Here on The Value Perspective we often talk about banks in the context of earning from them, but what about the potential for learning from them? After all, these are organisations that have to think about the financial ramifications of their actions every bit as much as investors so you would imagine we could pick up a few pointers– not least with regard to how they think about risk.
Different people have different perceptions of what constitutes risk in an investment. Some, for example, think in relative terms. This is how far their portfolio’s construction or performance diverges from a particular stockmarket index, respectively known as ‘benchmark risk’ and ‘tracking error’. Others fret about volatility, which is essentially how much the price of an asset or market fluctuates.
We view none of those as true risk, and neither do banks, nor their regulators. When banks consider lending money, they do not think about volatility and they certainly do not think in relative terms. Your bank doesn’t worry about whether Borrower A is slightly more or slightly less able to pay them back than Borrower B. The key risk-oriented questions occupying their minds are: what is the probability this borrower will default on our loan? And if they do default, how much do we lose? That is also the lens through which the banking regulator looks at financial risks to ensure the banking system is behaving appropriately.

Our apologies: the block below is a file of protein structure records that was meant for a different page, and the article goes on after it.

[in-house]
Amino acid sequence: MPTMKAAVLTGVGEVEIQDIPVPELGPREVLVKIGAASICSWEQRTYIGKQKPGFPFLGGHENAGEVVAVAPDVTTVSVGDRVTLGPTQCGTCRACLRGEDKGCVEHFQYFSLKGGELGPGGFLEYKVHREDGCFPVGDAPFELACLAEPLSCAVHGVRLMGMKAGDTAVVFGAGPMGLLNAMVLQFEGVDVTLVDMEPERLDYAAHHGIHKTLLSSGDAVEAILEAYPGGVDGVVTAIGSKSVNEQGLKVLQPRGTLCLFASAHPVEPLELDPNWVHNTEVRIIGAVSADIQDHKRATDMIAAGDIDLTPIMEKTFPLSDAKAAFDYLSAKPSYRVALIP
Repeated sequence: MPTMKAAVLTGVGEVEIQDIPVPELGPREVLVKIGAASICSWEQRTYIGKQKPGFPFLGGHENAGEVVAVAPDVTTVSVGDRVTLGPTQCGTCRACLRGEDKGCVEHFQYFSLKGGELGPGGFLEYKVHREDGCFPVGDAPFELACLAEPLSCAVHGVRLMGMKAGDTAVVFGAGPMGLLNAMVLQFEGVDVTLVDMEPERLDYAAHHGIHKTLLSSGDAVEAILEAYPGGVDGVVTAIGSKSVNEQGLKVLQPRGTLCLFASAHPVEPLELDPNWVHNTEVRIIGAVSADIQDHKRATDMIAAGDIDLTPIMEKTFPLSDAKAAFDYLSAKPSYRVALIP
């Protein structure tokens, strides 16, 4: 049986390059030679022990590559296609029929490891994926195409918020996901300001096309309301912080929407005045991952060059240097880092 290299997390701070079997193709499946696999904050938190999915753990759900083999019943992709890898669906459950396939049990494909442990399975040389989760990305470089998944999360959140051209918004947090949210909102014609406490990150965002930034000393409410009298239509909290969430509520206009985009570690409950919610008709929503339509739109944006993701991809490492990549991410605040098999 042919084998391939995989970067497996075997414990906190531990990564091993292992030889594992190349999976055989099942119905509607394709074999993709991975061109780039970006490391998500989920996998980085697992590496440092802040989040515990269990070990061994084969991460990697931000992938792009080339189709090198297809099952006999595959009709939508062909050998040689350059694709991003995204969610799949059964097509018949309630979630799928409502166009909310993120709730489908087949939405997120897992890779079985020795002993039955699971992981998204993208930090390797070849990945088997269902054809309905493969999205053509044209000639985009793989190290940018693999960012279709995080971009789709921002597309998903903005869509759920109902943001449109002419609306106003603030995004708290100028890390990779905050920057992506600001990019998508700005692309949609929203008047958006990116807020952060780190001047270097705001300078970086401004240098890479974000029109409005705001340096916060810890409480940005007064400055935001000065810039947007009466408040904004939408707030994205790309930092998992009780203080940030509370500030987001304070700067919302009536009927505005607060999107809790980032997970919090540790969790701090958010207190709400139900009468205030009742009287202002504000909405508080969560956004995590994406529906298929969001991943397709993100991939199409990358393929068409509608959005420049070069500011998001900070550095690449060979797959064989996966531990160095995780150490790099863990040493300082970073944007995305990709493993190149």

This mirrors our own approach to assessing the risk associated with a potential investment. We ask ourselves what is the probability this company will go wrong? And if it does go wrong, how much do we lose?
This means we may buy a company even if there is a chance we will lose everything. We would, of course, want the risk of total loss to be small, and to be more than compensated for that tail risk* through attractive profits if the tail risk does not come to fruition.
This is precisely the reason why we construct diversified portfolios of 30 – 50 risk-adjusted positions. Given enough time, on average, there should be more stocks that recover strongly than those that do not. And of those that do recover, their positive contribution should significantly outweigh the negative effect of the disappointments.
*Tail risks include events that have a small probability of occurring and occur at the ends of a normal distribution curve.